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2015 (English)In: Arctic, Antarctic and Alpine research, ISSN 1523-0430, E-ISSN 1938-4246, Vol. 47, no 1, 71-88 p.Article in journal (Refereed) Published
Abstract [en]

This study describes and compares soil organic matter (SOM) quantity and characteristics in two areas of continuous permafrost, a mountainous region in NE Greenland (Zackenberg study site) and a lowland region in NE Siberia (Cherskiy and Shalaurovo study sites). Our assessments are based on stratified-random landscape-level inventories of soil profiles down to 1 m depth, with physico-chemical, elemental, and radiocarbon-dating analyses. The estimated mean soil organic carbon (SOC) storage in the upper meter of soils in the NE Greenland site is 8.3 ± 1.8 kg C m-2 compared to 20.3 ± 2.2 kg C m-2 and 30.0 ± 2.0 kg C m-2 in the NE Siberian sites (95% confidence intervals). The lower SOC storage in the High Arctic site in NE Greenland can be largely explained by the fact that 59% of the study area is located at higher elevation with mostly barren ground and thus very low SOC contents. In addition, SOC-rich fens and bogs occupy a much smaller proportion of the landscape in NE Greenland (∼3%) than in NE Siberia (∼20%). The contribution of deeper buried C-enriched material in the mineral soil horizons to the total SOC storage is lower in the NE Greenland site (∼13%) compared to the NE Siberian sites (∼24%–30%). Buried SOM seems generally more decomposed in NE Greenland than in NE Siberia, which we relate to different burial mechanisms prevailing in these regions.

Keyword
soil organic carbon, degree of decomposition in soil organic matter, radiocarbon dating, C/N ratios, continuous permafrost, slope processes, cryoturbation
National Category
Physical Geography
Research subject
Physical Geography
Identifiers
urn:nbn:se:su:diva-115639 (URN)10.1657/AAAR0014-027 (DOI)000350219000007 ()
Available from: 2015-03-27 Created: 2015-03-27 Last updated: 2017-12-04Bibliographically approved
2. Controls on the storage of organic carbon in permafrost soil in northern Siberia
Open this publication in new window or tab >>Controls on the storage of organic carbon in permafrost soil in northern Siberia
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2016 (English)In: European Journal of Soil Science, ISSN 1351-0754, E-ISSN 1365-2389, Vol. 67, no 4, 478-491 p.Article in journal (Refereed) Published
Abstract [en]

This research examined soil organic carbon (SOC), total nitrogen (TN) and aboveground phytomass carbon(PhC) stocks in two areas of the Taymyr Peninsula, northern Siberia.We combined field sampling, chemical and14C radiocarbon dating analyses with land cover classifications for landscape-level assessments. The estimatedmean for the 0–100-cm depth SOC stocks was 14.8 and 20.8 kgCm−2 in Ary-Mas and Logata, respectively. Thecorresponding values for TN were 1.0 and 1.3 kgNm−2. On average, about 2% only (range 0–12%) of the totalecosystem C is stored in PhC. In both study areas about 34% of the SOC at 0–100 cm is stored in cryoturbatedpockets, which have formed since at least the early Holocene. The larger carbon/nitrogen (C/N) ratio of thiscryoturbated material indicates that it consists of relatively undecomposed soil organic matter (SOM). Thereare substantial differences in SOC stocks and SOM properties within and between the two study areas, whichemphasizes the need to consider both geomorphology and soil texture in the assessment of landscape-level andregional SOC stocks.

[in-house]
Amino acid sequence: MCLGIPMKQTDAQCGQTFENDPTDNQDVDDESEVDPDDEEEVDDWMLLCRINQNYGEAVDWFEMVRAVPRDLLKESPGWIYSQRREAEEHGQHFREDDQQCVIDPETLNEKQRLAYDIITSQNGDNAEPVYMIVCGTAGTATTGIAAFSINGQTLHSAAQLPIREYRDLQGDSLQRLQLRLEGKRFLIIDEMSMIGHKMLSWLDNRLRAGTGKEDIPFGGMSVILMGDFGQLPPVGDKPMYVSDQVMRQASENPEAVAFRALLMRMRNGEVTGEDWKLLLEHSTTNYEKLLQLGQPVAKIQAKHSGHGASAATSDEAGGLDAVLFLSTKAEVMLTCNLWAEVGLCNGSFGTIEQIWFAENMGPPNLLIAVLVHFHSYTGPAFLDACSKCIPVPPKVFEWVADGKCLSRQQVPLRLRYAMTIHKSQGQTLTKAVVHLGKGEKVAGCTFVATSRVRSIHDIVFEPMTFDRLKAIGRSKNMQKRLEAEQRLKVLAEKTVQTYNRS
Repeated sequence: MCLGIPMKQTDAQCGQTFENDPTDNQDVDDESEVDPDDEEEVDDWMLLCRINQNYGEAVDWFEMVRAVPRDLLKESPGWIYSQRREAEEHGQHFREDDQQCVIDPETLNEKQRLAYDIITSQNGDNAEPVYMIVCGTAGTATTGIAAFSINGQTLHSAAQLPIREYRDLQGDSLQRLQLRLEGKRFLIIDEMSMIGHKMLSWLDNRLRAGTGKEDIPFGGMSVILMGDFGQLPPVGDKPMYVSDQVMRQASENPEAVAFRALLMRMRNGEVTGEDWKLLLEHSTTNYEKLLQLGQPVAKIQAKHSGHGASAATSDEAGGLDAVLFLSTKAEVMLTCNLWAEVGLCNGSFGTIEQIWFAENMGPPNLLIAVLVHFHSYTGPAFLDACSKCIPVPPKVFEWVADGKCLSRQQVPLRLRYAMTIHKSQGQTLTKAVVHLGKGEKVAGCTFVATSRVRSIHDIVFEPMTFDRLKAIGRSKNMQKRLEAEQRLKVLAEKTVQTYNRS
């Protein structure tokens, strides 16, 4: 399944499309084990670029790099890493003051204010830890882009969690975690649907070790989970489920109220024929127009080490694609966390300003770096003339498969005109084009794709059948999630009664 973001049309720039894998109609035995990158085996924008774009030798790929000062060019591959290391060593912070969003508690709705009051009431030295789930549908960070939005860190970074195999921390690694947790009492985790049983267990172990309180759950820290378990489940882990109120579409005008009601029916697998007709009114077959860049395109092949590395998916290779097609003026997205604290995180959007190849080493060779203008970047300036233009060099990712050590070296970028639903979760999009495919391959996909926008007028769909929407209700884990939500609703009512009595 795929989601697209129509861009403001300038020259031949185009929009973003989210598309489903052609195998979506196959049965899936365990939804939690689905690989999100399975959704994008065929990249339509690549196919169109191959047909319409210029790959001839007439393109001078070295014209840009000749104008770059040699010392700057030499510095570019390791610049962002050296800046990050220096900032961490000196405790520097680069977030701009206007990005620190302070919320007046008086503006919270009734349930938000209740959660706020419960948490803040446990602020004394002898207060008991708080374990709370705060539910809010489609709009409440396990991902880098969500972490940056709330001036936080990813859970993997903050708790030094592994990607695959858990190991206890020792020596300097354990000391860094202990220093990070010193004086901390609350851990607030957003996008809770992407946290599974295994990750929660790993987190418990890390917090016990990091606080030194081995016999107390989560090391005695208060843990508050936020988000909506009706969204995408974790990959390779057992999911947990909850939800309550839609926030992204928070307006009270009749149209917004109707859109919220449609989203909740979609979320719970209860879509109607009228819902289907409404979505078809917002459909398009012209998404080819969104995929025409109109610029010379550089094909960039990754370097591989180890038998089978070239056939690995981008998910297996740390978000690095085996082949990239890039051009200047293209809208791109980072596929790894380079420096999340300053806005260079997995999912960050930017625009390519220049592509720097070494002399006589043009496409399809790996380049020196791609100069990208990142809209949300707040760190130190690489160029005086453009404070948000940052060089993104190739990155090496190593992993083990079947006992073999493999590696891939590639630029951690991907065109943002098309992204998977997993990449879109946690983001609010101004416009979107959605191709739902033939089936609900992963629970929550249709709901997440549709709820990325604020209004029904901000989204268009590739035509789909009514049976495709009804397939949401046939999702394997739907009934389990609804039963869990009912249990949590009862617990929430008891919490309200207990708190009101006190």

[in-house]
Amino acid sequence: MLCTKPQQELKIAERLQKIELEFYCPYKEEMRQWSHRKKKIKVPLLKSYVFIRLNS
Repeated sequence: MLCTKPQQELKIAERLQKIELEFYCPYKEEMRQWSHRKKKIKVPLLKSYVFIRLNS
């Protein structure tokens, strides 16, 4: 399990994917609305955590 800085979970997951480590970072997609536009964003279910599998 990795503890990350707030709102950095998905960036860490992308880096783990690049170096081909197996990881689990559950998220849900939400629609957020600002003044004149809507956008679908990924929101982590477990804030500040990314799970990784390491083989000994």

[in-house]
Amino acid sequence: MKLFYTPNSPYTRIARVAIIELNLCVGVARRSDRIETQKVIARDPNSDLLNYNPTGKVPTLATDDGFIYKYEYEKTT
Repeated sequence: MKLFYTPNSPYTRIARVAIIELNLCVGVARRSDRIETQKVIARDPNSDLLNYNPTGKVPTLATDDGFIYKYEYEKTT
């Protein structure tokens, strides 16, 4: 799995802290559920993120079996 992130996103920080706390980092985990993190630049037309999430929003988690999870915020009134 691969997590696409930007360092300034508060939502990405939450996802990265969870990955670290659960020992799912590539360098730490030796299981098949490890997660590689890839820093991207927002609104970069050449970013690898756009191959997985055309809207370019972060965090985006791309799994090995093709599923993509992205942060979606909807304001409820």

Highlights

• This research addresses landscape-scale and regional variation in SOC stocks.

• Landform and soil texture are taken into account in the analysis.

• The contribution of phytomass to total ecosystem C stored is limited.

• Large SOC stocks are susceptible to decomposition following permafrost thaw.

Keyword
soil organic carbon, total nitrogen, phytomass carbon, permafrost, cryoturbation, C/N ratios, radiocarbon dating, landscape inventories
National Category
Earth and Related Environmental Sciences
Research subject
Physical Geography
Identifiers
urn:nbn:se:su:diva-115705 (URN)10.1111/ejss.12357 (DOI)000384745900012 ()
Projects
The ESF CryoCARB projectthe Nordforsk NCoE DEFROST projectthe EU FP7 PAGE21 project
Funder
European Science Foundation (ESF)EU, FP7, Seventh Framework Programme
Available from: 2015-03-27 Created: 2015-03-27 Last updated: 2017-12-04Bibliographically approved